When you hear sustainability, you might think of hot topics like sustainable energy or sustainable fishing, but what does sustainability mean in the publishing industry? To fully understand sustainability in the publishing community, it is necessary to understand how publishing is not only culturally impactful but also environmentally impactful. Understanding these two factors will reveal the symbiotic relation between publisher and consumer, as well as their obligations to one another for a stronger, more supportive reading community.
Culturally, publishing influences the books people read and the way those books are read. There has been an ongoing debate whether the rise of e-readers, tablets, and online publishing will eventually kill the print book. There seems to be a push from consumers towards technology, while publishers seem to focus more on print. In an interview with Jenn Webb from Tools of Change, Dennis Stovall from Portland State University remarks about the common publisher attitude towards e-books. “Every medium exists with constraints and opportunities, and the new frontiers of digital publishing have hardly been opened. Meanwhile, we’ve pushed many of the limits of the old technologies.” As technology shifts, so do people and the reading culture surrounding them. E-readers and online prints are gaining ground due to their accessibility and portability. For books to stay culturally relevant to a modern reading audience, publishers must embrace this cultural shift towards technology to create a stronger reading community.
By now, I can hear at least one person screaming, “There’s nothing like the smell of a real book!” And you’re right, but environmental concerns loom over any industry whether it be mining, fishing, or agriculture. Publishing is no exception. Print books take their toll on the environment by using paper and ink. Sustainability in this aspect is concerned with a publisher’s ability to print books in an economical fashion while reducing the environmental strain of manufacturing books. And this side of sustainability is more of a concern for the consumer. To explain, let’s talk about recycling. Many publishers attempt to manufacture books with recycled paper, but the accessibility of recycled paper is limited. Jim Milliot from Publishers Weekly explains, “The biggest challenge unearthed by the study is the lack of availability of recycled paper. In 2014, the average amount of recycled content from reporting manufacturers was 12%, down from 22% in 2012.” Milliot then goes on to suggest the move towards is the cause for the lack of paper.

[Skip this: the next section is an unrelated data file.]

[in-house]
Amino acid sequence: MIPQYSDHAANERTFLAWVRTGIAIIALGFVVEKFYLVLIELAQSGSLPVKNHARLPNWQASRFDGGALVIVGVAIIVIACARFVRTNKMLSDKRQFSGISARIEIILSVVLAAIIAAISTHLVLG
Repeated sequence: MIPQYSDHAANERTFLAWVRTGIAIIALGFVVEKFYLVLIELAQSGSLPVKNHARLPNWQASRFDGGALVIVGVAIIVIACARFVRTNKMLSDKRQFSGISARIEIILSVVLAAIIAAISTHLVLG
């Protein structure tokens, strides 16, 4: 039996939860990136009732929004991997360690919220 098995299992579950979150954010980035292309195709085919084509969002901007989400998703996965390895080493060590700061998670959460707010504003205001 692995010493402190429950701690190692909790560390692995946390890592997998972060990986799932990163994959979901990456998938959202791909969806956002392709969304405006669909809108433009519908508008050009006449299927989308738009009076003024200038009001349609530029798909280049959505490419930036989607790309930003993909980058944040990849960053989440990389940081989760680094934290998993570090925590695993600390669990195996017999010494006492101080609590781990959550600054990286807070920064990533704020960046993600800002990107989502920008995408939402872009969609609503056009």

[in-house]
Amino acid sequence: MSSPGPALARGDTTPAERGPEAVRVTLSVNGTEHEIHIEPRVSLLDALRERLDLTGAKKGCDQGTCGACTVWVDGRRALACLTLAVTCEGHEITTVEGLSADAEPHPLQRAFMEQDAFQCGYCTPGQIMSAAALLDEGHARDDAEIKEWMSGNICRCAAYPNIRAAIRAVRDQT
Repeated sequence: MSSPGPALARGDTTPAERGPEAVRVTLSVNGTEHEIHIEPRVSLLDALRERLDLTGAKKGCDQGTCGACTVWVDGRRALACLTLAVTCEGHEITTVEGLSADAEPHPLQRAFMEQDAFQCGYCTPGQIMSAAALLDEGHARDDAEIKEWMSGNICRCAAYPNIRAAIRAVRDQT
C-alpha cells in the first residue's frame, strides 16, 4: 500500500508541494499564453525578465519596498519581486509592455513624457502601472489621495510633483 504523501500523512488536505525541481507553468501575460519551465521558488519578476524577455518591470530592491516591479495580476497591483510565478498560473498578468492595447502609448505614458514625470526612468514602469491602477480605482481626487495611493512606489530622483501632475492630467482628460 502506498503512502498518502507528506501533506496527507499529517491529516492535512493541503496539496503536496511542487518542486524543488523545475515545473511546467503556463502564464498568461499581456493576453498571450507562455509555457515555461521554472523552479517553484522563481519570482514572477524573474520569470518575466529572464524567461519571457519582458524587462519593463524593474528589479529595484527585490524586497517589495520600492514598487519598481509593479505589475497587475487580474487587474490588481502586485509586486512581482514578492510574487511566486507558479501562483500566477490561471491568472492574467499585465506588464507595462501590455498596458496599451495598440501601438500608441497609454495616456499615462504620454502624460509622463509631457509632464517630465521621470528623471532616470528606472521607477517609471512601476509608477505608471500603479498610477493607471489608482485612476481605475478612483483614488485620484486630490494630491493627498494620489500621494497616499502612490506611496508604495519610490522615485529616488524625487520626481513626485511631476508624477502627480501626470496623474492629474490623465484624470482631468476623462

This is where we, the consumers, hold responsibility. Single-stream recycling is good for many aspects, yet it is terrible for paper. Typically, paper becomes wet when it is collected for single-stream and becomes unusable for recycle. While single-stream recycling is more convenient than other methods, it greatly decreases the yield of paper products. This is why the reading community must make changes and recycle in different ways, such as dual-stream recycling. By using alternate recycling methods, consumers help recycled paper become more accessible to publishers, making print books more environmentally viable.
For publishing to be truly culturally and environmentally sustainable, it must be an all-around effort from the publisher and consumer. This shouldn’t be difficult for either side, since we both love reading and understand its importance. Here at the University of North Georgia Press, we strive to give students access to free downloadable textbooks to aid in the endeavor of sustainable publishing.